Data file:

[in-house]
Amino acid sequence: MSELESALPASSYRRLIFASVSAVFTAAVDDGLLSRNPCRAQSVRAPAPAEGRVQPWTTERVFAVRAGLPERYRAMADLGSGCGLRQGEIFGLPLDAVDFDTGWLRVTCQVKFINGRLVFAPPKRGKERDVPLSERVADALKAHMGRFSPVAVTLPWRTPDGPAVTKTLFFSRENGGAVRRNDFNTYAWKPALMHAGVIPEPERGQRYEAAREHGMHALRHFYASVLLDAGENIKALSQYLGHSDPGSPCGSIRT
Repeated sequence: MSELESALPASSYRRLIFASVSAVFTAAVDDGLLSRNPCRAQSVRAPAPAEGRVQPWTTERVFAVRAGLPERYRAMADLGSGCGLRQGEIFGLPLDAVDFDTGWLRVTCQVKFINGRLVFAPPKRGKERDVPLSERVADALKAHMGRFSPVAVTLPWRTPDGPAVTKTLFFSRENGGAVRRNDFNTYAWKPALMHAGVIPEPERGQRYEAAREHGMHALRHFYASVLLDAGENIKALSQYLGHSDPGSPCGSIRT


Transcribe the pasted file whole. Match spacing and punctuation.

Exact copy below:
[in-house]
Amino acid sequence: MSELESALPASSYRRLIFASVSAVFTAAVDDGLLSRNPCRAQSVRAPAPAEGRVQPWTTERVFAVRAGLPERYRAMADLGSGCGLRQGEIFGLPLDAVDFDTGWLRVTCQVKFINGRLVFAPPKRGKERDVPLSERVADALKAHMGRFSPVAVTLPWRTPDGPAVTKTLFFSRENGGAVRRNDFNTYAWKPALMHAGVIPEPERGQRYEAAREHGMHALRHFYASVLLDAGENIKALSQYLGHSDPGSPCGSIRT
Repeated sequence: MSELESALPASSYRRLIFASVSAVFTAAVDDGLLSRNPCRAQSVRAPAPAEGRVQPWTTERVFAVRAGLPERYRAMADLGSGCGLRQGEIFGLPLDAVDFDTGWLRVTCQVKFINGRLVFAPPKRGKERDVPLSERVADALKAHMGRFSPVAVTLPWRTPDGPAVTKTLFFSRENGGAVRRNDFNTYAWKPALMHAGVIPEPERGQRYEAAREHGMHALRHFYASVLLDAGENIKALSQYLGHSDPGSPCGSIRT